PROVO — During BYU's win over Washington State on Thursday night, a guy named Dan Wilcox roamed the Cougar sidelines looking for fatigue, stress or energy loss in the bodies of players he helped convert body fat into lean muscle mass during the offseason. Then, this nutritionist administered aid.
This tiny wrinkle — a competitive strategy to add "Dan The Man" into Bronco Mendenhall's circle — has achieved amazing results in a short time. It fits a program goal to become the healthiest and most well-conditioned football team in America.
Is it working? We shall see.
It may not lead to a national championship this season or even 12 wins, but it might make the difference in a fourth-quarter play — and that could make all the difference to getting there someday.
The philosophy of these kinds of Mendenhall tweaks and strategies is artfully explained in deep detail in a new book released on Thursday titled "Running into the Wind: Bronco Mendenhall — 5 Strategies for Building a Successful Team," by Paul Gustavson and Alyson Von Feldt (Shadow Mountain).
Gustavson, an organizational behavioral scientist whose work has enhanced Fortune 500 Companies, has worked with Mendenhall for half a decade, coaching him on the dynamics of how to build a better organization. In this book, Gustavson and Von Feldt break it all down — why Mendenhall uses symbols, metaphors, does do-overs with team processes, releases identifiable slogans like "Tradition, Spirit, Honor" and gets more practice segments done in less time on a daily basis than most teams.
The book is a deep look inside BYU football and what turns its gears. It takes about 15 strategies and explains how they were hatched, what they are intended to do and describes the results.
What works so well in this narrative is Mendenhall isn't at the pulpit. Instead, this book uses voices of former players, current coaches and even departed linebacker coach Barry Lamb, now at Tulane. Lamb explains how he's transported some of the ideas to his new gig.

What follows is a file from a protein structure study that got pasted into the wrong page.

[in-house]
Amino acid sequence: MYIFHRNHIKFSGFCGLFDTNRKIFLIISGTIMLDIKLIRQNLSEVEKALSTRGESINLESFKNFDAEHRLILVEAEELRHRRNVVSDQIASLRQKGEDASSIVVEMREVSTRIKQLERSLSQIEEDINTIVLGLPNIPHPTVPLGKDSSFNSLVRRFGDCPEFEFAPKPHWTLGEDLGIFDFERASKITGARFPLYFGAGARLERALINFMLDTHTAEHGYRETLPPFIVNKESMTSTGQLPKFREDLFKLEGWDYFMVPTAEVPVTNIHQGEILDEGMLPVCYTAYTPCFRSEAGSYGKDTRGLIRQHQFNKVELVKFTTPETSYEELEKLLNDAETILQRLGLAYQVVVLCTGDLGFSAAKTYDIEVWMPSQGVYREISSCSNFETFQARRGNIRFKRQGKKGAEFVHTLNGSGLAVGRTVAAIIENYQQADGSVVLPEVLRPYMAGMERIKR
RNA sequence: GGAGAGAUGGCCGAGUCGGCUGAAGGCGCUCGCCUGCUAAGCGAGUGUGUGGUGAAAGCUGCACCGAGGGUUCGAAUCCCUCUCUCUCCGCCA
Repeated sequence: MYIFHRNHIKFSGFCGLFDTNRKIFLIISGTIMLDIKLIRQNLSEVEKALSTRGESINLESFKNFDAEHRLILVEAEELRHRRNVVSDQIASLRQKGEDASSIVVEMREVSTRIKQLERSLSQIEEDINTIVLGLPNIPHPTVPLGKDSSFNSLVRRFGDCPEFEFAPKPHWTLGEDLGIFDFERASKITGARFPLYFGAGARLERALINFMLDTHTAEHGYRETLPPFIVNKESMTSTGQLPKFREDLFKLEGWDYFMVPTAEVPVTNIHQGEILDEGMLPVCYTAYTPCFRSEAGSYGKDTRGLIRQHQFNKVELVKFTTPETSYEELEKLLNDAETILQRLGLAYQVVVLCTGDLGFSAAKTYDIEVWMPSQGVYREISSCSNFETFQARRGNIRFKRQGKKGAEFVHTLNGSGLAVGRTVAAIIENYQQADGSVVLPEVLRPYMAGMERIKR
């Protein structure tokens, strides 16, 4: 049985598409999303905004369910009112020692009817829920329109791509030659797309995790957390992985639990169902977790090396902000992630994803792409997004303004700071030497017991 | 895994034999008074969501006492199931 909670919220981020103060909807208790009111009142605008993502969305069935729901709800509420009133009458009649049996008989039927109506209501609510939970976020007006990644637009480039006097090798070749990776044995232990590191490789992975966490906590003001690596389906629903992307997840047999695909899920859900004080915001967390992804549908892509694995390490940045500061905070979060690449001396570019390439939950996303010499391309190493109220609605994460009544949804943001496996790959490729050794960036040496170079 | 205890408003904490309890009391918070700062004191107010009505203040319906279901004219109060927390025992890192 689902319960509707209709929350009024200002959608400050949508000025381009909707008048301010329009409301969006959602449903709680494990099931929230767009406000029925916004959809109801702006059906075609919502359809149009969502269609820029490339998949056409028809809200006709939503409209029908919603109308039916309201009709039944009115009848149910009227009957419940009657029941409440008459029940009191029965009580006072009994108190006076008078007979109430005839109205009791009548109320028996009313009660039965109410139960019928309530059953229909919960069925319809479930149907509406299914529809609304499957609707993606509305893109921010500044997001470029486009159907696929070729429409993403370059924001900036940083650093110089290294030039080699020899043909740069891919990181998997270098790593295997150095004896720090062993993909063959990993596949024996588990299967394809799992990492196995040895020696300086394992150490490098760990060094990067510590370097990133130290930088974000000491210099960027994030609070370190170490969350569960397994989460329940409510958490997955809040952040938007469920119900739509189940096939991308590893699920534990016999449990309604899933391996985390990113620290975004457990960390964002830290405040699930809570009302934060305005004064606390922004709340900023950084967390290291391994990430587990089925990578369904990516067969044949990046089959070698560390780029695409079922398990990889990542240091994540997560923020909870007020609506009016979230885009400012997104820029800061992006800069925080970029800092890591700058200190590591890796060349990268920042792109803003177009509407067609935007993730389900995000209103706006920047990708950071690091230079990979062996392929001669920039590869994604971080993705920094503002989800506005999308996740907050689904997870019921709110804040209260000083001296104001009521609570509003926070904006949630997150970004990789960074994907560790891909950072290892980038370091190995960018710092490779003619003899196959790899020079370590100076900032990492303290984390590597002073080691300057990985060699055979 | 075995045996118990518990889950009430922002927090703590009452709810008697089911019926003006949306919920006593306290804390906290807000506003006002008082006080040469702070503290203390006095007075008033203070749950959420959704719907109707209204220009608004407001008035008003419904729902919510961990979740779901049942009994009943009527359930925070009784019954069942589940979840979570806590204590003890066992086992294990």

The legendary John Wooden once said, "Ability may get you to the top, but it takes character to keep you there — mental, moral and physical."
Following that ideal, this book explains the science behind BYU football practices that has drawn criticism and surprise. It discusses things like eve-of-gameday spiritual firesides, reduced daily office hours by coaches, making football No. 5 on the list of priorities, burning old helmets in a bonfire and hiking up a mountain for a team meeting.
I was surprised at the depth and detail Mendenhall allowed Gustavson to wade into his own operations and the access granted to him to write this book. The benefit is it's informative, entertaining and the writing is clean and clear. Yes, it honks the horn, but it also fills the brain.
In this book, you'll find a myriad of anecdotes and stories that have never been published or discussed in public, like how Mendenhall disappears every day and why; a surprise phone call to Mendenhall out of the blue on the freeway from LDS Apostle Boyd K. Packer and how a pregame meeting of all positions and their respective coaches on a road trip in one crowded room resulted in remodeling some walls in the football offices to recapture the energy of that experience.
The book explains why BYU narrowed its recruiting board from hundreds of prospects to 35 or 40 each year and why that works.
The book explains — in practice — why Mendenhall tries to win by creating different pegs to climb, taking note of a study by New England Patriots owner Robert Kraft to heart. That study discovered that the difference between NFL dynasties and average teams came down to two or three plays a game — not a disparity in talent. It showed that the most accurate execution of plays made the biggest difference.
Getting the motivation, the practice and the system to produce those few plays more perfectly is the theme of this book.
The five strategies Mendenhall is using are based on "Five Smooth Stones," a Gustavson agenda presented to corporations nationally and internationally. It is a metaphor based on the stones in the pouch carried by biblical David to slay Goliath.
These include obtaining a competitive advantage by doing things differently; recognizing that an organization is perfectly designed to get the results it gets; processes in organizations are not all created equal; knowledge is the purest form of competitive advantage; and the importance of a leader to capturing hearts and minds is critical.
These ideas drive BYU football and are how Mendenhall rolls.
This is a book coaches can benefit from. It's a book for fans of the program and members of the LDS faith. It is also an excellent lab-rat set of notes for business leaders to see firsthand how attempts to gain order and purpose in an organization can work within their own four walls via examining the BYU football engine.
But perhaps most important of all, for fans and critics of Mendenhall, this book sheds greatly needed light on what makes this introverted, sometimes hard-to-reach, Mitt Romney-like perceived persona tick.
It exposes Mendenhall and takes the reader closer to knowing him beyond his record.
And it explains the philosophy behind why Wilcox is walking along the sidelines looking at his players.
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